Using the politicians’ voting records on the bill that eventually became the Emergency Economic Stabilization Act — which bailed out American banks in the wake of the 2008 financial collapse — and detailed data on the equity stake of individual politicians in those financial institutions, we document that politicians whose portfolios were exposed to the stricken financial institutions are almost 60% more likely to vote in favor of the bailout plan than politicians whose wealth was relatively immune to the crisis.

[Jerri-Lynn here: Figure 1 is found on page 3 of the original paper linked to above.]

Figure 1 illustrates these effects. Together, members of the House of Representatives held investments worth between $23.3m and $74.5m in the financial sector, with approximately 30 percent of the representatives owning shares in banks and other financial institutions. Our detailed data on the asset holdings of politicians (scraped from their financial disclosure forms), allow us to isolate the effect of personal wealth from competing determinants of voting, which include ideology and electoral prospects as well as a vast range of other potentially confounding effects.

In our empirical approach, we attempt to underpin our claim that it is the asset holdings of politicians per se that affects their voting, rather than these asset holdings reflecting the beliefs of politicians in the importance of financial institutions in the proper working of capital markets. Such “finance-friendly” politicians would then be more in favor of supporting a bailout regardless of the contents of their own portfolios. We use proxies for a politician’s beliefs in the importance of the financial sector derived from biographical details such as work experience in finance, educational background, and membership on finance-related congressional committees to tease out the effect of beliefs. We also consider, separately, the voting of politicians who had asset holdings in financial institutions before the 2008 crisis, but crucially not during this period. These “ex-investors” should share very similar beliefs about the sector’s importance as would current investors in the financial sector. Nevertheless, neither the biographical-based proxies for beliefs, nor the past asset holdings of politicians explain their vote on the bailout.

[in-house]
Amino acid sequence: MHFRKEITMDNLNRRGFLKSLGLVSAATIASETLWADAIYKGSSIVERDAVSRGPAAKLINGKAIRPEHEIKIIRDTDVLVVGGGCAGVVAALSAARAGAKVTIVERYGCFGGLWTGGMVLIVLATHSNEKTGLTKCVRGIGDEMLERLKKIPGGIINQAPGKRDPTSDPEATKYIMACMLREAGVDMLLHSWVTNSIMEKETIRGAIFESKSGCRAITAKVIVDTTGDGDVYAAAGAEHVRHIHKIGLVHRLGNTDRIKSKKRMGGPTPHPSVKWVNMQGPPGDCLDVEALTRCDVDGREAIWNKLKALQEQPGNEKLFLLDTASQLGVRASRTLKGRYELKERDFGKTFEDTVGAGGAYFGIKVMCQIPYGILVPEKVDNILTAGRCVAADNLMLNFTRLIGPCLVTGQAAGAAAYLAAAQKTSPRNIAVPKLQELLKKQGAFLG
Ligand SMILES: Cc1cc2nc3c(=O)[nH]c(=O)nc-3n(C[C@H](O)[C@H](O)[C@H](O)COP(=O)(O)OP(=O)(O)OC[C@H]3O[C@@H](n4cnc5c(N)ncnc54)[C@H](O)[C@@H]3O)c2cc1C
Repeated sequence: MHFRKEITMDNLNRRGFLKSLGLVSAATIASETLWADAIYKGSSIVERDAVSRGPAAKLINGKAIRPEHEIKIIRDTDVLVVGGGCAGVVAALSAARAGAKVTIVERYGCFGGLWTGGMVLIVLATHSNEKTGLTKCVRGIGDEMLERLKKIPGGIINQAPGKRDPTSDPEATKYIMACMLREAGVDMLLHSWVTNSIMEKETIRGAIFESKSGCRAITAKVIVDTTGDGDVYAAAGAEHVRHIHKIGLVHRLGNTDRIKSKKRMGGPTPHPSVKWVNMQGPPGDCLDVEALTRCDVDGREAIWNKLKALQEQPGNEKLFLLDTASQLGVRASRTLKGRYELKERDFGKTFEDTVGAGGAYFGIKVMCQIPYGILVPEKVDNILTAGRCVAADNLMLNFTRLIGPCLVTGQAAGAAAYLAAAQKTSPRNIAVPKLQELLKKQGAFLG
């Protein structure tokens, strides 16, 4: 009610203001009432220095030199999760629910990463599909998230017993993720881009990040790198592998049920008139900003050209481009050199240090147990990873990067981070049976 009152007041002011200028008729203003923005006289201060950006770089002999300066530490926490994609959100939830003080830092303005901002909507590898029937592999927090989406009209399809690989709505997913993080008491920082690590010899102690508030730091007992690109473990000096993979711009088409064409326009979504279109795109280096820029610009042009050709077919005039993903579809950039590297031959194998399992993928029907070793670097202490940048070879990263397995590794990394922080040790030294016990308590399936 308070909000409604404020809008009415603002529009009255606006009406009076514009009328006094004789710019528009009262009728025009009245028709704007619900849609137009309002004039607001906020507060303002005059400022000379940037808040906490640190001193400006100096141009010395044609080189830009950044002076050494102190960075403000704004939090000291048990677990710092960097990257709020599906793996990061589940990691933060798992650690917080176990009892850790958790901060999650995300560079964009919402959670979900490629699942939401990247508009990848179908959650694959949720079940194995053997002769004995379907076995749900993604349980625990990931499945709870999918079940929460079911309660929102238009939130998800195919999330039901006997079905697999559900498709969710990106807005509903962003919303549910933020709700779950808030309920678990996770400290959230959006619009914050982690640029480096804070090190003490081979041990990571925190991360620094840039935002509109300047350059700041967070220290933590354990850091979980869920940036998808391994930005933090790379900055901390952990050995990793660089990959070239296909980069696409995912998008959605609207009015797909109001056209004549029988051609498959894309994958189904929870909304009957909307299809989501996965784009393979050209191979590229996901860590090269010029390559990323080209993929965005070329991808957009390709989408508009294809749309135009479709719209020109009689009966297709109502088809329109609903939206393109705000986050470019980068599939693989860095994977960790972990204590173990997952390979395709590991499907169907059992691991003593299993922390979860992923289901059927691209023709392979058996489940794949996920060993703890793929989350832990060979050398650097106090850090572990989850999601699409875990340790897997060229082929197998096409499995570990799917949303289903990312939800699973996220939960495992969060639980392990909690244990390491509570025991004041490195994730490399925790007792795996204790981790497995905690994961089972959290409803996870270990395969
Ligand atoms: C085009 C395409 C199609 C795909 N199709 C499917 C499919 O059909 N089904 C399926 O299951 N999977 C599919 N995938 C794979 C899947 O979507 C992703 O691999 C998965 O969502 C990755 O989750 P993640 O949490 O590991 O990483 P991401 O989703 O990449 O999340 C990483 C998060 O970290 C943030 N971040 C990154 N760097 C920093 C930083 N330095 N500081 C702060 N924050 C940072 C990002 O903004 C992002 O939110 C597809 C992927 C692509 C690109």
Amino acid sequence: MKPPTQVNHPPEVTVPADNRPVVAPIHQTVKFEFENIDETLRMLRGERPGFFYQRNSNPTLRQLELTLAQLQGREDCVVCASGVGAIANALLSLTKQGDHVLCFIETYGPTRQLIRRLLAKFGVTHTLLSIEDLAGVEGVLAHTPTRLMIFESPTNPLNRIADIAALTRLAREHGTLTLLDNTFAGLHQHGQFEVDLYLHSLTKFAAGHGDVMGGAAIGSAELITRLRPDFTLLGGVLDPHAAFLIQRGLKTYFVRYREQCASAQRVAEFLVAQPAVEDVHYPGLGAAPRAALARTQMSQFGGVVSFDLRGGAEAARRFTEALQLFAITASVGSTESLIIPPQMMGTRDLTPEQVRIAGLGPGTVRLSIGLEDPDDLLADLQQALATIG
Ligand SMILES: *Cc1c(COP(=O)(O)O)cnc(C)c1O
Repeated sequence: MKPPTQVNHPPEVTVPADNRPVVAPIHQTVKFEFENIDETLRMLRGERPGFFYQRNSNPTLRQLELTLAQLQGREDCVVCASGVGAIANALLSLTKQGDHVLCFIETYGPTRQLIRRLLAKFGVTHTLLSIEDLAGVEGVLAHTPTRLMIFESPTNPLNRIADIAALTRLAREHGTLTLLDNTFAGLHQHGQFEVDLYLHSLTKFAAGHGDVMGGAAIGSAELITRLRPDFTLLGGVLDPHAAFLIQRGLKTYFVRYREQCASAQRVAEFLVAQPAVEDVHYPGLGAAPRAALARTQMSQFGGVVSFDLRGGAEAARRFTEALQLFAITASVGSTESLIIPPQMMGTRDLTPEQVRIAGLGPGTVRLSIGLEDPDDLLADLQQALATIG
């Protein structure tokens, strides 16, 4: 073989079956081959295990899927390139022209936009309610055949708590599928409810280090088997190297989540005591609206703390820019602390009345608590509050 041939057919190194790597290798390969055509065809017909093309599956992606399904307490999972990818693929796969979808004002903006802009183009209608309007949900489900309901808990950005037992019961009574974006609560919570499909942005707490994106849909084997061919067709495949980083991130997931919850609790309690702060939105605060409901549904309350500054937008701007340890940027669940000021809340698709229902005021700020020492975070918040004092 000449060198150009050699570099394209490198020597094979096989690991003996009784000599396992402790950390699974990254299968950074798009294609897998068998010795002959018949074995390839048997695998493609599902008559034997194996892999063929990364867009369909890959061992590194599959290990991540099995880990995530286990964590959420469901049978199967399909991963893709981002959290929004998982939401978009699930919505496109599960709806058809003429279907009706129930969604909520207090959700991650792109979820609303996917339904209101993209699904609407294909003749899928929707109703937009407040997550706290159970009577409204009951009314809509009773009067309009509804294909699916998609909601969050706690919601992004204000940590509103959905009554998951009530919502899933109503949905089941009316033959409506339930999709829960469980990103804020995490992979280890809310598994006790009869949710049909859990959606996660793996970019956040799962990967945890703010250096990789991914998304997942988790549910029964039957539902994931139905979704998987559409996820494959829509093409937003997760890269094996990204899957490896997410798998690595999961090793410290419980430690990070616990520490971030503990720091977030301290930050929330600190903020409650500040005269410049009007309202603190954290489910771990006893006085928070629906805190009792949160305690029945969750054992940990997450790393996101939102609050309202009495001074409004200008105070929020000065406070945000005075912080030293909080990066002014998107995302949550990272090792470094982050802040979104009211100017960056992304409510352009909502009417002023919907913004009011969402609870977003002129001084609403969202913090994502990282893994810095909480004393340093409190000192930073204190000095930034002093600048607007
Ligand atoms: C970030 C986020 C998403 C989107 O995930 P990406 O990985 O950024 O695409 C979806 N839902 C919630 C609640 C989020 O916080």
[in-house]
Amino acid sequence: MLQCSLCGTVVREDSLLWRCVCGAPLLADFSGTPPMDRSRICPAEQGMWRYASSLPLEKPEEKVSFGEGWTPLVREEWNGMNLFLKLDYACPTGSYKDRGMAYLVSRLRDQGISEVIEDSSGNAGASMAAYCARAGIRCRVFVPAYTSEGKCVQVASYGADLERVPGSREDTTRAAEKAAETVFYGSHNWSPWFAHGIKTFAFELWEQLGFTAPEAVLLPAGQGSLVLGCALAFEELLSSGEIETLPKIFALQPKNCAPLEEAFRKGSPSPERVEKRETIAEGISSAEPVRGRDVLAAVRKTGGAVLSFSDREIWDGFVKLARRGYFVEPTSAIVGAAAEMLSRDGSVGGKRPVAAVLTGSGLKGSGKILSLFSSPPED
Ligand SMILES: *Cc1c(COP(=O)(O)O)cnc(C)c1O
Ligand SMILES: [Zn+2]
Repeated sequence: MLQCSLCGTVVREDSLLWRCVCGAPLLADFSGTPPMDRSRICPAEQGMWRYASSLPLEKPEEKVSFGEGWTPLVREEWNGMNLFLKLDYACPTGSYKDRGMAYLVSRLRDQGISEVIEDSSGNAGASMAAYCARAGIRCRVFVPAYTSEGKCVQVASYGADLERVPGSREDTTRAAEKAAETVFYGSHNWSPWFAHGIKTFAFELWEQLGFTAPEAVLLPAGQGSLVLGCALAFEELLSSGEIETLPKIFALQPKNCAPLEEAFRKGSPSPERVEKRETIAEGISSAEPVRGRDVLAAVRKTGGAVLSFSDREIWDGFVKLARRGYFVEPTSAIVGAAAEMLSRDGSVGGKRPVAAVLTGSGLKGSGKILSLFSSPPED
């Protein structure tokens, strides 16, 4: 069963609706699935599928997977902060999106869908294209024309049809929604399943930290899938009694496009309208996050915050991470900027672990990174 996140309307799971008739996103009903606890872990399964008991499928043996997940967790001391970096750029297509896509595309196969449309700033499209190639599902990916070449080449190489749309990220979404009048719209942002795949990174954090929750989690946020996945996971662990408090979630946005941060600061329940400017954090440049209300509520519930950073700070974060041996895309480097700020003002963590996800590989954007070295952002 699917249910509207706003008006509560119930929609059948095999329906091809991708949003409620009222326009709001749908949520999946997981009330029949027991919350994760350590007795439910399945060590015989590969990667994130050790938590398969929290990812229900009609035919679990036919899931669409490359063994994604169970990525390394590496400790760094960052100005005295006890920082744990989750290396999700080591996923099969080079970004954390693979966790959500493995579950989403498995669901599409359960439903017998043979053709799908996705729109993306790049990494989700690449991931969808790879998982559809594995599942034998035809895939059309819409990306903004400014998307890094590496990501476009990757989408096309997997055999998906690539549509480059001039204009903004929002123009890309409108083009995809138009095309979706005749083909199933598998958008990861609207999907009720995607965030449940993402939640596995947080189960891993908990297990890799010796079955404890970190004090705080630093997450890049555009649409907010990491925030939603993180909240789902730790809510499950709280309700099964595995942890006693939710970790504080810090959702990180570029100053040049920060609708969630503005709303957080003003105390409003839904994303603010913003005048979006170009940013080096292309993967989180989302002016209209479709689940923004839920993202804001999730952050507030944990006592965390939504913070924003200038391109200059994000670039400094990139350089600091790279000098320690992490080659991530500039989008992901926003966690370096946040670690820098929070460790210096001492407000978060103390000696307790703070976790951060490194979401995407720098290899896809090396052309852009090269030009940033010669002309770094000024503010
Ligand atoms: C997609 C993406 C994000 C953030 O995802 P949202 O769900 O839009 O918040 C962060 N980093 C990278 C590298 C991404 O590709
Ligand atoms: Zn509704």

Perhaps even stronger evidence that our findings do not arise from differences in beliefs, but rather from the personal wealth effects of holding assets in the financial sector is provided by a test that uses information about the participation in defined contribution pension plans by the spouse of the politician. The return on these plans over 2008 should be a source of independent variation in personal wealth interest, in the sense that it is likely uncorrelated with other determinants of the politician’s voting behavior. Consistent with wealth interests per se and not beliefs affecting the vote on the bailout, we find a strong correlation between the returns on the spousal pension plans and the vote on the EESA. The data show that where the spouse was down in the market, the probability of voting in favor of the bailout rose.

While Congress has recently approved the Stop Trading on Congressional Knowledge Act, purportedly aimed at preventing politicians from taking advantage of non-public information gleaned from their activities as lawmakers, our evidence suggests that politicians don’t have to trade on information to become better off; they also have the ability to pass bills that benefit themselves financially. Researchers in both political science and economics need to look much more closely at this possibility than they have done, so far.

Print Friendly
Tweet about this on TwitterDigg thisShare on Reddit23Share on StumbleUpon0Share on Facebook0Share on LinkedIn4Share on Google+0Buffer this pageEmail this to someone

9 comments

  1. SteveB

    Interesting work although my initial reaction was….. isn’t this like finding the correlation between walking in the rain and getting wet.
    Congress was threatened by Paulson and Jawarski that if they didn’t vote to bailout, the world would go into a deep depression.